# hairy ball theorem

###### Theorem.

If $X$ is a vector field on $S^{2n}$, then $X$ has a zero. Alternatively, there are no continuous unit vector field on the sphere. Moreover, the tangent bundle of the sphere is nontrivial as a bundle, that is, it is not simply a product.

There are two proofs for this. The first proof is based on the fact that the antipodal map on $S^{2n}$ is not homotopic to the identity map. The second proof gives the as a corollary of the Poincaré-Hopf index theorem.

Near a zero of a vector field, we can consider a small sphere around the zero, and restrict the vector field to that. By normalizing, we get a map from the sphere to itself. We define the index of the vector field at a zero to be the degree of that map.

###### Theorem (Poincaré-Hopf index theorem).

If $X$ is a vector field on a compact manifold $M$ with isolated zeroes, then $\chi(M)=\sum_{v\in Z(X)}\iota(v)$ where $Z(X)$ is the set of zeroes of $X$, and $\iota(v)$ is the index of $x$ at $v$, and $\chi(M)$ is the Euler characteristic of $M$.

It is not difficult to show that $S^{2n+1}$ has non-vanishing vector fields for all $n$. A much harder result of Adams shows that the tangent bundle of $S^{m}$ is trivial if and only if $n=0,1,3,7$, corresponding to the unit spheres in the 4 real division algebras.

###### Proof.

First, the low tech proof. Assume that $S^{2n}$ has a unit vector field $X$. Then the antipodal map is homotopic to the identity (http://planetmath.org/AntipodalMapOnSnIsHomotopicToTheIdentityIfAndOnlyIfNIsOdd). But this cannot be, since the degree of the antipodal map is $-1$ and the degree of the identity map is $+1$. We therefore reject the assumption that $X$ is a unit vector field.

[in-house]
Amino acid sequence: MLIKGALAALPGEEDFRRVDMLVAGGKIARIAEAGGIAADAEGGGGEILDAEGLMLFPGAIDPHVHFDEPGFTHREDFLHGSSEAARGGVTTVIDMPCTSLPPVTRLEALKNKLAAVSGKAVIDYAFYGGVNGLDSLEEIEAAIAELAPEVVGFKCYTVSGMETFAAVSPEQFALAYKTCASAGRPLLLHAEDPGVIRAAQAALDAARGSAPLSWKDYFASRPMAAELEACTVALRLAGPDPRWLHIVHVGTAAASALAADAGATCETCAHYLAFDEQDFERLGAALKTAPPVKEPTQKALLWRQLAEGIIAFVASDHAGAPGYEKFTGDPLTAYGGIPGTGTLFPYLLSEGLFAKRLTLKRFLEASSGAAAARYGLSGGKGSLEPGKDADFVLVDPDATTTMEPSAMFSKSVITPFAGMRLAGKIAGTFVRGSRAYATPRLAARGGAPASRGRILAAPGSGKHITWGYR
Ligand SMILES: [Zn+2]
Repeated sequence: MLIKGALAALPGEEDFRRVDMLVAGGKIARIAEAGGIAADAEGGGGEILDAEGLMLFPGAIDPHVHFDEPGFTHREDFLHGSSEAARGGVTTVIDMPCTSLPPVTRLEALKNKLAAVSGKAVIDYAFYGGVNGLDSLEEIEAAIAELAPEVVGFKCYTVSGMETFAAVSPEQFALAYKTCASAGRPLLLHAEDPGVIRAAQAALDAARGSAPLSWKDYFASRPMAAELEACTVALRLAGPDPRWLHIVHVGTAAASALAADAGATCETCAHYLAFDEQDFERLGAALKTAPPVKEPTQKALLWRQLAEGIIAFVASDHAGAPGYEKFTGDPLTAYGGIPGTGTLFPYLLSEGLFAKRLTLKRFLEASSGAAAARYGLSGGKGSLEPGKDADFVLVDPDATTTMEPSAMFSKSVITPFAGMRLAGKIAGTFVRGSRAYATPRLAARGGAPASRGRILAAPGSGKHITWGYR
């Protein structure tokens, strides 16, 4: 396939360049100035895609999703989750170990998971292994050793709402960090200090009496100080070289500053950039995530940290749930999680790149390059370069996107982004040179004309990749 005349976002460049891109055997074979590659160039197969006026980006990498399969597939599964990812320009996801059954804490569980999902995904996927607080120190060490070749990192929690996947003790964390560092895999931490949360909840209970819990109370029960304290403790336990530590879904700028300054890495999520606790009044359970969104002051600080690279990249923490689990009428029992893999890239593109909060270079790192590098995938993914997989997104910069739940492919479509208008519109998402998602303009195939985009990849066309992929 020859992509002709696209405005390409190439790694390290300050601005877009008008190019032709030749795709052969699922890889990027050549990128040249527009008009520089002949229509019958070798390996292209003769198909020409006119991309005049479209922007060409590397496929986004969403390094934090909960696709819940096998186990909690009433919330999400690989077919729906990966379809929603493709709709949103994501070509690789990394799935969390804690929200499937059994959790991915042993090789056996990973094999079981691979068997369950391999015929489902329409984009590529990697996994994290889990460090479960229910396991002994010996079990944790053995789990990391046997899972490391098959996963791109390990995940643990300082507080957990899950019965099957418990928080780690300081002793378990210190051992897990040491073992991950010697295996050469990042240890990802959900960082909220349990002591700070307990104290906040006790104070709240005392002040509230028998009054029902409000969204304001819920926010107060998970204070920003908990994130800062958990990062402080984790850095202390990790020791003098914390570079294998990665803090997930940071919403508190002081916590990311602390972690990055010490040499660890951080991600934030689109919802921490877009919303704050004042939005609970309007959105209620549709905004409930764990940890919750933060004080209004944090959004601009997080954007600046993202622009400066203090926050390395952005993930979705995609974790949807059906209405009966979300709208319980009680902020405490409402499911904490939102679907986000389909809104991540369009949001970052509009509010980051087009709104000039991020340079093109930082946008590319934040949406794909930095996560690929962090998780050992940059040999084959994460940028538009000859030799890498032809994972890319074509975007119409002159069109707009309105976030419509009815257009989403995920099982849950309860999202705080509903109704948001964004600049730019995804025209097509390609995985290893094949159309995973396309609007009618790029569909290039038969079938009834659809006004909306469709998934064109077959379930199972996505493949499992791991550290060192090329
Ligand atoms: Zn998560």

This also implies that the tangent bundle of $S^{2n}$ is non-trivial, since any trivial bundle has a non-zero section. ∎

###### Proof.

Now for the sledgehammer proof. Suppose $X$ is a nonvanishing vector field on $S^{2n}$. Then by the Poincaré-Hopf index theorem, the Euler characteristic of $S^{2n}$ is $\chi(X)=\sum_{v\in X^{-1}(0)}\iota(v)=0$. But the Euler characteristic of $S^{2k}$ is $2$. Hence $X$ must have a zero. ∎

Title hairy ball theorem HairyBallTheorem 2013-03-22 13:11:33 2013-03-22 13:11:33 rspuzio (6075) rspuzio (6075) 12 rspuzio (6075) Theorem msc 57R22 porcupine theorem PoincarÃÂ©-Hopf theorem Poincaré-Hopf index theorem